Flip the Switch: Preterm Births and a Moral Opportunity

PretermBaby2.png

Imagine that you have the opportunity to improve the lives of countless persons by simply flipping a switch that can go only one of two ways. If you flip the switch to the left, a certain segment of the population will be condemned to poor health from the moment of their birth onward, but if you flip the switch to the right, none of those persons will suffer that fate. According to the data presented from a recent study, this simple moral choice is essentially the choice our society makes when it decides whether to use energy from a coal or oil plant. According to an article published this month in the American Journal of Epidemiology, the number of preterm births decreases significantly after a nearby power plant closes. (More.)

PretermBaby2.png

Imagine that you have the opportunity to improve the lives of countless persons by simply flipping a switch that can go only one of two ways. If you flip the switch one way, a certain segment of the population will be condemned to poor health from the moment of their birth onward, but if you flip the switch the other way, none of those persons will suffer that fate. According to the data presented from a recent study, this simple moral choice is essentially the choice our society makes when it decides whether to use energy from a coal or oil plant. According to an article published this month in the American Journal of Epidemiology, the number of preterm births decreases significantly after a nearby power plant closes.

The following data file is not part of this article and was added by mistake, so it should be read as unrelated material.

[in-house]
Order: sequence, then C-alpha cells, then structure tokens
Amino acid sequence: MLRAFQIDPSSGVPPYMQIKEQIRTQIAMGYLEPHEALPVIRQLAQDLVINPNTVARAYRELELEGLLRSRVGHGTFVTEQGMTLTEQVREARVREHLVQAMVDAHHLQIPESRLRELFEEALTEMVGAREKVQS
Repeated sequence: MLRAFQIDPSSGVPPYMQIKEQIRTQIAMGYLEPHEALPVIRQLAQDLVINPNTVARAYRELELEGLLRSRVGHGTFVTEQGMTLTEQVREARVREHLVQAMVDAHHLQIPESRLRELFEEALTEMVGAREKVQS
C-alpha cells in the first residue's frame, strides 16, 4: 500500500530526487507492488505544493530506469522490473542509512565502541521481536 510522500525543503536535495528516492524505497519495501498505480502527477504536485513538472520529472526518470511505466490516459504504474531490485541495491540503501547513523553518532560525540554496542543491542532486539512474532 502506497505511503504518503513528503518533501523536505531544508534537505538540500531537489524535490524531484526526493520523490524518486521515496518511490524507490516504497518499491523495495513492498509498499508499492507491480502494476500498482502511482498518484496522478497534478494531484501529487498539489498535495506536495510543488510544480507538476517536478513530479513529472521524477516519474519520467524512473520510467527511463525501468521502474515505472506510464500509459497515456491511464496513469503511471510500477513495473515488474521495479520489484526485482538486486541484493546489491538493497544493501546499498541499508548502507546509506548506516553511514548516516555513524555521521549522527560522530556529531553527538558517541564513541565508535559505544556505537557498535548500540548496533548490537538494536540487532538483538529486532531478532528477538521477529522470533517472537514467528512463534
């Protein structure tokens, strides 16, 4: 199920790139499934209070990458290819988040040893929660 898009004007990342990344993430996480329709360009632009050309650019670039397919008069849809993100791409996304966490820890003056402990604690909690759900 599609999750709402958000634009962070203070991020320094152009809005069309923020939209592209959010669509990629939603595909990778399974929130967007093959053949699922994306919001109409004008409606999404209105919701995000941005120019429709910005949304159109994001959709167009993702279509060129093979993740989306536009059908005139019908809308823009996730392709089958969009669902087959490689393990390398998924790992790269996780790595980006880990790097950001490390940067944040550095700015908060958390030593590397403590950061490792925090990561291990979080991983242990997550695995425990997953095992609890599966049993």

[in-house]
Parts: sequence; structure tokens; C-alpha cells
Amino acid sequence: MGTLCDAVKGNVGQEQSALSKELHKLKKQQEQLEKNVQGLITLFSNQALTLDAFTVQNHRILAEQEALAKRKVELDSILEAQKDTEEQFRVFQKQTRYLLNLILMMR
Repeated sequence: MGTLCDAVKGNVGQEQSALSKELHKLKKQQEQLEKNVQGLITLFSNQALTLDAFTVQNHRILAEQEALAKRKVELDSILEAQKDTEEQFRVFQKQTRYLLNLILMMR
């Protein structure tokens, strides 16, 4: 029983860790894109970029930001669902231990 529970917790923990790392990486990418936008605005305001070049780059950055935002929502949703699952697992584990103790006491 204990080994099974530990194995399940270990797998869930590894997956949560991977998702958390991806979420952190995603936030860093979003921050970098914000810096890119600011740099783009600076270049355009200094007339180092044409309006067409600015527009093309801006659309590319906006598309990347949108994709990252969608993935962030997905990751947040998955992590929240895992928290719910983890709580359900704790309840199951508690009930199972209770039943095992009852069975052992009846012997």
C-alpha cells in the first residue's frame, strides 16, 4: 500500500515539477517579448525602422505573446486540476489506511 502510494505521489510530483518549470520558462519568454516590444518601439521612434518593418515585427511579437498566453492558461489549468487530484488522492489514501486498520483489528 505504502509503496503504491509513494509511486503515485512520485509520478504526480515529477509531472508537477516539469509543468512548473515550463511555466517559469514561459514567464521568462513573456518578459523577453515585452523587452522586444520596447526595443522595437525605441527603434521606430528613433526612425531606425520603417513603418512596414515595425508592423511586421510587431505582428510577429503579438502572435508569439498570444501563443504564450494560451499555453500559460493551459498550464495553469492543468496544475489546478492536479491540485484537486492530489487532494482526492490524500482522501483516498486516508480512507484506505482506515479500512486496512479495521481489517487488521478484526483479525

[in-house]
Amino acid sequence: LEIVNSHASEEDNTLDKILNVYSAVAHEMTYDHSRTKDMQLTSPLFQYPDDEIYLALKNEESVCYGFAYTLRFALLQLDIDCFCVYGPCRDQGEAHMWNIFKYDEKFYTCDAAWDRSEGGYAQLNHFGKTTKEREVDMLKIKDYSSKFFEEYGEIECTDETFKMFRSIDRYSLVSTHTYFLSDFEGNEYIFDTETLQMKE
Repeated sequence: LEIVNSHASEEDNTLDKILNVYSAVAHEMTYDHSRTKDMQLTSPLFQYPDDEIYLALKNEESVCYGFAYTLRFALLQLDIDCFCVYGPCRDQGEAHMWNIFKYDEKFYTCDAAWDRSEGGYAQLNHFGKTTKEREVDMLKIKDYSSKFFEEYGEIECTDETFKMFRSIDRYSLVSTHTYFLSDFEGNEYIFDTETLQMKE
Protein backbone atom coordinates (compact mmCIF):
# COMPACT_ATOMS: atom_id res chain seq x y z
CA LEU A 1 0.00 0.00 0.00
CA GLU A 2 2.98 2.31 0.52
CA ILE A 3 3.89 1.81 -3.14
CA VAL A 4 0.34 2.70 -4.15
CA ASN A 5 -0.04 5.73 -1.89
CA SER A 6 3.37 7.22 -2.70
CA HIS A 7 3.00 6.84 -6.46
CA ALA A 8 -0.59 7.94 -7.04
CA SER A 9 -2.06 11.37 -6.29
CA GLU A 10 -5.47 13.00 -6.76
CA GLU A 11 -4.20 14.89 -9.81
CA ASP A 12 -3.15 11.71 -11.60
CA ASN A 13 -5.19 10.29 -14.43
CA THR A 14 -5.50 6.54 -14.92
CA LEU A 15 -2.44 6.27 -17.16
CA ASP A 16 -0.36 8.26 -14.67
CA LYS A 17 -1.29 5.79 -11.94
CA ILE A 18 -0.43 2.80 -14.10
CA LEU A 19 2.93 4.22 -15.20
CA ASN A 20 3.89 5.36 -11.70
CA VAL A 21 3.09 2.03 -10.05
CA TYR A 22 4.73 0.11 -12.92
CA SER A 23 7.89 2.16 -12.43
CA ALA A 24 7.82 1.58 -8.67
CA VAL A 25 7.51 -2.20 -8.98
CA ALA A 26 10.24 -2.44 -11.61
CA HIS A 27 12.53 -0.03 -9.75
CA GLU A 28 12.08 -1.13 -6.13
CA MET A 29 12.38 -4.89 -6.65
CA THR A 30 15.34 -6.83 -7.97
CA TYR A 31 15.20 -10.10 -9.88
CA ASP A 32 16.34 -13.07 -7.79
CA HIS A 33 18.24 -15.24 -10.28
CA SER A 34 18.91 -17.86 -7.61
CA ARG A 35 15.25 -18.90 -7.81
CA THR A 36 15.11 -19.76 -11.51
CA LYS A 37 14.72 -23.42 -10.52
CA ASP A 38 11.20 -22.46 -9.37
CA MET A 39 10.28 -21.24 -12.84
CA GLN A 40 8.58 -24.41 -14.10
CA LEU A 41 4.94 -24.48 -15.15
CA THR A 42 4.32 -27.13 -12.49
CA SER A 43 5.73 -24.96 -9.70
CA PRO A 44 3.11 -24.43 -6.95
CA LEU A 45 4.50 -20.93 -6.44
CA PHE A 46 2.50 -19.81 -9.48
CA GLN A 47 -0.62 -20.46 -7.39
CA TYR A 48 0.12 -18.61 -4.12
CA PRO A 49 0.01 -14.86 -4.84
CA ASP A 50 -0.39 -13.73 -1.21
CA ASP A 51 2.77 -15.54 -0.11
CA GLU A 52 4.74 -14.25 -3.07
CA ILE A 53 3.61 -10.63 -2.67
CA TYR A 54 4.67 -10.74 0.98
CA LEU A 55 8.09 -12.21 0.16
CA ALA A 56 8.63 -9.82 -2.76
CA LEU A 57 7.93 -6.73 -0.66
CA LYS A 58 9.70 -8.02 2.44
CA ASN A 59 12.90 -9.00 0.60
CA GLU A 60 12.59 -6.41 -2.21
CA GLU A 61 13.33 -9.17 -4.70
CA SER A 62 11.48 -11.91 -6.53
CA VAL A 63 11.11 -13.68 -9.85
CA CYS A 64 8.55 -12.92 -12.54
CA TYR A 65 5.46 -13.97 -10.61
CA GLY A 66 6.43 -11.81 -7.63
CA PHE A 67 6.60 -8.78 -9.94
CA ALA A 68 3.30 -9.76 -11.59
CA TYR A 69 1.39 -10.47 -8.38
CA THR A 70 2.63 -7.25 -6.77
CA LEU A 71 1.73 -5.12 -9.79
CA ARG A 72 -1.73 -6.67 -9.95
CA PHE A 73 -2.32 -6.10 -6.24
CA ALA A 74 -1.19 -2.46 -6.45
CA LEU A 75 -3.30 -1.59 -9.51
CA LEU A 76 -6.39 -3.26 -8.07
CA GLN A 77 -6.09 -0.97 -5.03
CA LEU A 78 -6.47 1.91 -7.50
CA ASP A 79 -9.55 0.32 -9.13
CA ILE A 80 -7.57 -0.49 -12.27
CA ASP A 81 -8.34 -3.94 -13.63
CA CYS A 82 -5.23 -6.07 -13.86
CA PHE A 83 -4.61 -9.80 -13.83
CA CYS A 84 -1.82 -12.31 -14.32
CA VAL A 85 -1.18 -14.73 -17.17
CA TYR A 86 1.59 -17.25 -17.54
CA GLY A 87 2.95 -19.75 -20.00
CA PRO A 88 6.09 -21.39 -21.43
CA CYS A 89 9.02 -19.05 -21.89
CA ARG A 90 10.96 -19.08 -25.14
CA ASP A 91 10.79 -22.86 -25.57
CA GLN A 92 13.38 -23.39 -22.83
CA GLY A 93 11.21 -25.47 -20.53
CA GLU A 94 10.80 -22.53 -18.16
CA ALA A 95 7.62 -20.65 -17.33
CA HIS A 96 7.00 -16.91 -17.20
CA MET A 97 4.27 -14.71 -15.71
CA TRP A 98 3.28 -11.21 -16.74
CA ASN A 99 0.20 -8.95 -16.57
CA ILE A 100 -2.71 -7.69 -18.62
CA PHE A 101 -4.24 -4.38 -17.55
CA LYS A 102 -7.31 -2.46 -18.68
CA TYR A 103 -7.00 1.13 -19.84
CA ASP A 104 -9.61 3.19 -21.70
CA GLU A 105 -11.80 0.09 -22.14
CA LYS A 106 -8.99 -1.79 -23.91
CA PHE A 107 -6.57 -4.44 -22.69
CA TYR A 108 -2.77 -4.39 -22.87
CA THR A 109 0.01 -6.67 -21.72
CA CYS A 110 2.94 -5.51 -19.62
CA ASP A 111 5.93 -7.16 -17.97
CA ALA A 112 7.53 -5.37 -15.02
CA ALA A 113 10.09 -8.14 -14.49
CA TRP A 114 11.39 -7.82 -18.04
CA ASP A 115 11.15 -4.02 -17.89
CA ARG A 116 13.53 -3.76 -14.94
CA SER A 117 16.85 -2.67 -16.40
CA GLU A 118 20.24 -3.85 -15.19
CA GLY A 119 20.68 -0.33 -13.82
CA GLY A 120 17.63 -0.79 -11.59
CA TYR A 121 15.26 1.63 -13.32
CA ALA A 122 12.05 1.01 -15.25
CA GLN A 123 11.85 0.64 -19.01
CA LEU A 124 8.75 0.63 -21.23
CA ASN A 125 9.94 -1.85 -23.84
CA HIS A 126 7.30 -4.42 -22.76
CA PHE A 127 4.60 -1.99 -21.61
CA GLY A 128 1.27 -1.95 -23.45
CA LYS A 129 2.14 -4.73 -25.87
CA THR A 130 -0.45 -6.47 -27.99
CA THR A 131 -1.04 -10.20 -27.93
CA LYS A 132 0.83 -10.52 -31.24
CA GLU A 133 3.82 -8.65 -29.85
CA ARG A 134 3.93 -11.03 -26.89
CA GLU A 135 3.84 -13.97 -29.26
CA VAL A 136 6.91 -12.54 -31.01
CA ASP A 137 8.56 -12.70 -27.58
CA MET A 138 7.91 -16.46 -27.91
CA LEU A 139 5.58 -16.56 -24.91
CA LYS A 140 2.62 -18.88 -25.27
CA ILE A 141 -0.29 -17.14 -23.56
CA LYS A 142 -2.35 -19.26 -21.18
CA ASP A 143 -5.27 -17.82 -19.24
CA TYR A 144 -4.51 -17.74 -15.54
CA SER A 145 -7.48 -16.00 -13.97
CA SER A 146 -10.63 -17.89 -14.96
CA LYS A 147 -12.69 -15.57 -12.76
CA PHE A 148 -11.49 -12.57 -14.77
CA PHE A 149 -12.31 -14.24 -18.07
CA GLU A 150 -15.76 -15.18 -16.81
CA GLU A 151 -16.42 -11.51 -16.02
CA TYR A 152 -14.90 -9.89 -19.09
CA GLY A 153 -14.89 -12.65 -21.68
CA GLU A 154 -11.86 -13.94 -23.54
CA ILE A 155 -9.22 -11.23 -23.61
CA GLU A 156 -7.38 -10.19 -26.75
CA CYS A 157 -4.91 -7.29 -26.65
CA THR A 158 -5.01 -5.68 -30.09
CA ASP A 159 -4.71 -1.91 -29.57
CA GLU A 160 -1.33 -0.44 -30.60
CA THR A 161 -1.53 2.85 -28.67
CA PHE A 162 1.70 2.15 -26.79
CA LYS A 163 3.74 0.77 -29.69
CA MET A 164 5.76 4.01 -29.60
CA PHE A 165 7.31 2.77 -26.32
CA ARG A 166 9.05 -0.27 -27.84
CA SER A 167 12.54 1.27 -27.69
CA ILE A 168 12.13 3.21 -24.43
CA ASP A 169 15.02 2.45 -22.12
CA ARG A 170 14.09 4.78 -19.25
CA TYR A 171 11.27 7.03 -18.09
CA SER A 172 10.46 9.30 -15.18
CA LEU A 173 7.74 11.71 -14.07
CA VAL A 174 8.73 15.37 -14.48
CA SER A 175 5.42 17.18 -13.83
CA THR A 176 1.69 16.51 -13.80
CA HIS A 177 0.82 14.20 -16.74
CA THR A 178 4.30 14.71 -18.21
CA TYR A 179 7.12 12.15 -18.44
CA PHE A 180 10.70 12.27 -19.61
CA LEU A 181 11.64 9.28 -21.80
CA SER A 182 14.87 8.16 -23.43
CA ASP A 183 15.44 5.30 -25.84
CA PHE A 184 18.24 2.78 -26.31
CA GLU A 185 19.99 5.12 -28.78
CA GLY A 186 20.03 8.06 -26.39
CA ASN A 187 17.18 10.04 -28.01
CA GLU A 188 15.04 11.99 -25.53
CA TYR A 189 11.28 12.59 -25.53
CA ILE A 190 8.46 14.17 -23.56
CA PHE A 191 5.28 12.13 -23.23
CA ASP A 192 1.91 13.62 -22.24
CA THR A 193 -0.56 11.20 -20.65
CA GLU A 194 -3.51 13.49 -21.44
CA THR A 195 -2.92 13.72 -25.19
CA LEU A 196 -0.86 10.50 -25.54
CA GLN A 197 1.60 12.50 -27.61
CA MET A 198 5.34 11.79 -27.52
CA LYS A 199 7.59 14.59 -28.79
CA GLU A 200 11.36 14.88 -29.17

A quick glance at the March of Dimes website provides ample evidence as to why this finding is so significant. Preterm births can lead to health problems for the rest of one’s life. Problems include long-term intellectual and developmental disabilities, intestinal disease, lung disease, asthma, pneumonia, meningitis, and a host of issues pertaining to one’s vision, hearing, and dental health. The burden of these health issues does not fall evenly. As noted in an environmental justice report entitled Coal Blooded: Putting Profits before People, “coal power plants tend to be disproportionately located in low-income communities and communities of color.”

Successful efforts like the Sierra Club’s Beyond Coal campaign have been helping the United States transition toward a healthier, more just society. Over the past eight years, 268 coal plants have either retired or become slated for retirement. This leaves 262 remaining coal plants. As people of faith, we have a moral opportunity to join efforts that flip the switch on threats to the well-being of our society. This is one vital way we can demonstrate our love for neighbors, children, and all God’s creation.

 

The Rev. Dr. Brooks Berndt is the Minister for Environmental Justice for the United Church of Christ. He writes a column called “For the Love of Children” that recently launched with The Letter Manifesto: Children and Climate.

Categories: The Pollinator: UCC Environmental Justice Blog

Related News

Digital Potluck: Vegan Chickpea & Rice Soup

Growing up in Kentucky, one of my family’s main holiday meals was chicken and rice. We all...

Read More

United Church of Canada Takes Climate Action

The United Church of Canada made a commitment to reduce the emissions of its churches in line...

Read More

From Active Hope to Sacred Circle

Our journey to becoming a UCC Creation Justice Church (designation awarded in November 2020)...

Read More